New & Noteworthy: American Samoa Boundaries, Wespac’s Wish List

A Loss for American Samoa: The 9th Circuit Court of Appeals has overturned a lower court decision, effectively giving longline fishing vessels the right to fish as close as 12 miles from the territory’s coast. The decision is a blow to the American Samoa government, which had sued the National Marine Fisheries Service and Kitty Simonds, executive director of the Western Pacific Fishery Management Council, over the decision of NMFS in 2016 to shrink the zone in which longline fishing was prohibited to 12 miles from 50, the limit that had been in effect since 2002.

After that, the government of American Samoa sued, arguing that NMFS had not considered the 1900 and 1904 Deeds of Cession that protected the cultural fishing rights of its citizens.

In 2017, U.S. District Judge Leslie E. Kobayashi found in favor of the territorial claim and declared the rule to be invalid.

At the time the council recommended opening the closed area, it argued that the waters from 12 out to 50 miles were not being used by the smaller alia catamaran fishing vessels that local fishermen had developed.

On September 25, the three-judge appellate panel issued its ruling, stating that it really didn’t matter that NMFS ignored the cessions, since NMFS did consider the impact of the expanded longline fishing area on the alia vessels, “and rationally determined the effects were not significant.”

Many of the small alias were damaged in the tsunami that hit the main island in 2009 and not repaired for years.

Last month, at the most recent meeting of the council, a member from American Samoa noted that many of the alia boats had been damaged and out of service for the last few years. The cause was said to be the use of a paint by a boatyard that corroded the hulls of the small boats, rendering them inoperable.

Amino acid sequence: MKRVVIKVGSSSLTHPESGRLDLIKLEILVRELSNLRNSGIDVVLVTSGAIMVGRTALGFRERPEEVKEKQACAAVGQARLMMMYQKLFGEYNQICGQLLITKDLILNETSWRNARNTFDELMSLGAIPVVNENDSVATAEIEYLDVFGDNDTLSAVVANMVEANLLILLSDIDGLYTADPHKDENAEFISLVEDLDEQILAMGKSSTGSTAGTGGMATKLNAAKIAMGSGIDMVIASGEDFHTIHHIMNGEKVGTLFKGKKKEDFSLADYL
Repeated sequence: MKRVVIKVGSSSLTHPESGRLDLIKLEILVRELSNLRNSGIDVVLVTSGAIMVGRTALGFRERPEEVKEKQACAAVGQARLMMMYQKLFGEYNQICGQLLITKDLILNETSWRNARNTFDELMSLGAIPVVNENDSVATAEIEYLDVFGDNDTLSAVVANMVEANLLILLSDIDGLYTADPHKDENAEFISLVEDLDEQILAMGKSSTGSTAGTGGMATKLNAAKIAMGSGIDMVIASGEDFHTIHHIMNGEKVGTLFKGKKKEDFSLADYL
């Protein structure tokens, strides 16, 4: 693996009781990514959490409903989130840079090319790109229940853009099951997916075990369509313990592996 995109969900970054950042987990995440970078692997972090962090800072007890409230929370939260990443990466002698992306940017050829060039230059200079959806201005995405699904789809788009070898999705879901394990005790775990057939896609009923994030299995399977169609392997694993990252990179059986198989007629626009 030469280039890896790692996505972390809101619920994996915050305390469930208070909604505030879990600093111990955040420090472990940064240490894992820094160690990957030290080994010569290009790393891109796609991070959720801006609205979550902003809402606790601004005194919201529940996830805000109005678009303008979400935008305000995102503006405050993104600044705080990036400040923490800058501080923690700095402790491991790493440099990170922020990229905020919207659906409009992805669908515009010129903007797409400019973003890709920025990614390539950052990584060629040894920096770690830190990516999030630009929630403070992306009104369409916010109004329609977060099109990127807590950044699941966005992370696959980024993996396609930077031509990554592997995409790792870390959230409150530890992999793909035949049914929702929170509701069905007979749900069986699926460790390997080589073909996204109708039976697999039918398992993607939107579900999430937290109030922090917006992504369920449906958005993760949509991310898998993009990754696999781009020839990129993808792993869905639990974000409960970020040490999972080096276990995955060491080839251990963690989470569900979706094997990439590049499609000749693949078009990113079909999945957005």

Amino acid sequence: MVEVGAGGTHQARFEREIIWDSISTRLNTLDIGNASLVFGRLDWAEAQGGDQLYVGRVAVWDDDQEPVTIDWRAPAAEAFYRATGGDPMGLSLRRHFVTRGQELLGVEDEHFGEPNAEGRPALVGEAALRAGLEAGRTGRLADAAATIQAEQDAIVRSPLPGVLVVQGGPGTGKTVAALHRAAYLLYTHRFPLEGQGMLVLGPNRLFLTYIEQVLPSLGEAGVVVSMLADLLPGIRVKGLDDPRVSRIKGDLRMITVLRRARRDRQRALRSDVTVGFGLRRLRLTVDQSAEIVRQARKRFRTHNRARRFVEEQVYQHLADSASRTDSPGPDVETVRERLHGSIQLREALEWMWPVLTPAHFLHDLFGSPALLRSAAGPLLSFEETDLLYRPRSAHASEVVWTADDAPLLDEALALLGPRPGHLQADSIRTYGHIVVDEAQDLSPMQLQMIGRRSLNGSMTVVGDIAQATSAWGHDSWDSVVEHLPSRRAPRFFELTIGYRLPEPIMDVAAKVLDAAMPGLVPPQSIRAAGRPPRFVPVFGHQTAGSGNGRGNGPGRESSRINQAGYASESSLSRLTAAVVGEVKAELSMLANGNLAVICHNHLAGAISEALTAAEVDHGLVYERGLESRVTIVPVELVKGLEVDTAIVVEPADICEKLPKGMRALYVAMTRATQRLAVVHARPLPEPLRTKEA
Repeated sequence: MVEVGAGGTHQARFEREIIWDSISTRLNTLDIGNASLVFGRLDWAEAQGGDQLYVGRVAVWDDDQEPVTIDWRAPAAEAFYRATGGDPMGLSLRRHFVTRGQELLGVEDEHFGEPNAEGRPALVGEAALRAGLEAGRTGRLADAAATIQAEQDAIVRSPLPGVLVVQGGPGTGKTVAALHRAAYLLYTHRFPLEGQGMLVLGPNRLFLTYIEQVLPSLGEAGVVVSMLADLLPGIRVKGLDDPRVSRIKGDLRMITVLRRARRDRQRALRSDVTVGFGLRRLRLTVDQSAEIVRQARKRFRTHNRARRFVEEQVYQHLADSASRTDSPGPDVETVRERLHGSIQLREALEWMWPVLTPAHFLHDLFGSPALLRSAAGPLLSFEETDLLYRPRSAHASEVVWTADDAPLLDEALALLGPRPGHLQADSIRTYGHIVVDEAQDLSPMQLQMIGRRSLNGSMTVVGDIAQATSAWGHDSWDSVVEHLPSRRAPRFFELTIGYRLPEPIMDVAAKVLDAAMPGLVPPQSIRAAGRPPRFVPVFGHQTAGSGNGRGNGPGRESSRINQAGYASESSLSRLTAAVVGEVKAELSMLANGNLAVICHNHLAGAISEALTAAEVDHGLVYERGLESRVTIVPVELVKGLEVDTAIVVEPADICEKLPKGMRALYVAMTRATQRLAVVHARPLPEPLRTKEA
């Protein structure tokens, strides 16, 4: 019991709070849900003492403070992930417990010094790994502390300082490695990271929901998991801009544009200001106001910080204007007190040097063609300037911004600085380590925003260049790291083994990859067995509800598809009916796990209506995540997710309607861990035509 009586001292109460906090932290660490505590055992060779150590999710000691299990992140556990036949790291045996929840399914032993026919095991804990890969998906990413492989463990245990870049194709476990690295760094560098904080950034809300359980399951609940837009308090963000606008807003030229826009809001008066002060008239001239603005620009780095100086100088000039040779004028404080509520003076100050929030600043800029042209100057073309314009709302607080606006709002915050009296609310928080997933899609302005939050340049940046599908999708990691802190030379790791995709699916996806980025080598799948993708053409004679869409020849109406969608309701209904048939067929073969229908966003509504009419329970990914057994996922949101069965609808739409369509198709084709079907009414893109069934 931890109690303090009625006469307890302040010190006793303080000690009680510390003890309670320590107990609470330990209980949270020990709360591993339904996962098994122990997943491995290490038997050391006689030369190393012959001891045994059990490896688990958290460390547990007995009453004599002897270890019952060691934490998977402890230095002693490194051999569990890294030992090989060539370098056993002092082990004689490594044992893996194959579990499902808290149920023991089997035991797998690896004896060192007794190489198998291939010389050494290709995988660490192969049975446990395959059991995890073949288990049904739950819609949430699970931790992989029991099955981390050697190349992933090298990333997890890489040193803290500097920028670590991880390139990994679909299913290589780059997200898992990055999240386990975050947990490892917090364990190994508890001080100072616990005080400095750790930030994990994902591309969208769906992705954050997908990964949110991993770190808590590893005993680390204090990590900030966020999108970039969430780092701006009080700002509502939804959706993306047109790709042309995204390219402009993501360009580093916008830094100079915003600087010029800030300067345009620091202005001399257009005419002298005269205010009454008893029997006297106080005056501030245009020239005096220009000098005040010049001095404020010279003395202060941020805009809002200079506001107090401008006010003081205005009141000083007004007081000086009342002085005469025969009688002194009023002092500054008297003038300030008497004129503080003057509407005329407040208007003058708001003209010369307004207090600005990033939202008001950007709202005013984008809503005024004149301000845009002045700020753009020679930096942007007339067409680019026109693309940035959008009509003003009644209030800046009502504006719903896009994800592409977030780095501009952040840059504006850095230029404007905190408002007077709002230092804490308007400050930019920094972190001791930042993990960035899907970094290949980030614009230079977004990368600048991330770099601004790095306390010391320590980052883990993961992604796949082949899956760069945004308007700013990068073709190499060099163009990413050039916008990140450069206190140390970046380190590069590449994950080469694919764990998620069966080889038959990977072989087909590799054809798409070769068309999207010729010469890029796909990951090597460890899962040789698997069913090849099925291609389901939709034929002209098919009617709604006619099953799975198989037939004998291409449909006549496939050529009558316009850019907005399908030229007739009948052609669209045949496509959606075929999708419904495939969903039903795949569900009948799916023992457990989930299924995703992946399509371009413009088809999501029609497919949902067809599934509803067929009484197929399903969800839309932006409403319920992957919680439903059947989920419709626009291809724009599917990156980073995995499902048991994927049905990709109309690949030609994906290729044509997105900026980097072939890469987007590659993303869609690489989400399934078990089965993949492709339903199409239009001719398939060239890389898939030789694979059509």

Patricia Tummons

Wespac Wish List: Earlier this year, President Donald Trump issued executive orders (13921 and 13924) aimed at promoting seafood competitiveness and economic growth and providing regulatory relief to support economic recovery. NOAA Fisheries gave the Western Pacific Fishery Management Council (Wespac) until November to submit a list of actions that it believed would ease burdens on domestic fishing in the region.

The council finalized its list at its meeting last month. Lifting fishing bans in the Pacific island marine monuments topped the list. Removing the longline vessel protected area in American Samoa was also considered.

Back in June, Mike Tosatto, regional administrator for the National Marine Fisheries Services’ Pacific Islands Regional Office, warned the council that including actions that would require statutory changes would probably not be supported.

Even so, the council recommended that NMFS work with the administration and Congress to exempt Pacific Islands fishermen from the Billfish Conservation Act and to amend the Endangered Species Act to reduce the ability of citizens to sue NMFS.

The council also recommended that the status of certain listed species that interact with the fisheries (i.e., green sea turtles and loggerheads) be revised “where the populations are increasing and threats do not pose an immediate danger of extinction.”

Tosatto suggested that the council’s rationale for that recommendation was misguided. He noted that when NMFS designated distinct population segments (DPS) of the green sea turtle years ago — which resulted in the Hawai‘i population being listed as threatened and those in American Samoa, Guam, and the Commonwealth of the Northern Mariana Islands being listed as endangered — “there was … never going to be a delisting situation. It was whether there was a DPS.”

Comparing delisting with establishing a DPS is like comparing apples and oranges, he suggested. “You seem to be mixing that fruit basket,” he said, adding that when evaluating whether to delist a species, “we can’t consider the consultation burden when we’re making those determinations. It has to be on the biology of the species.”

Teresa Dawson

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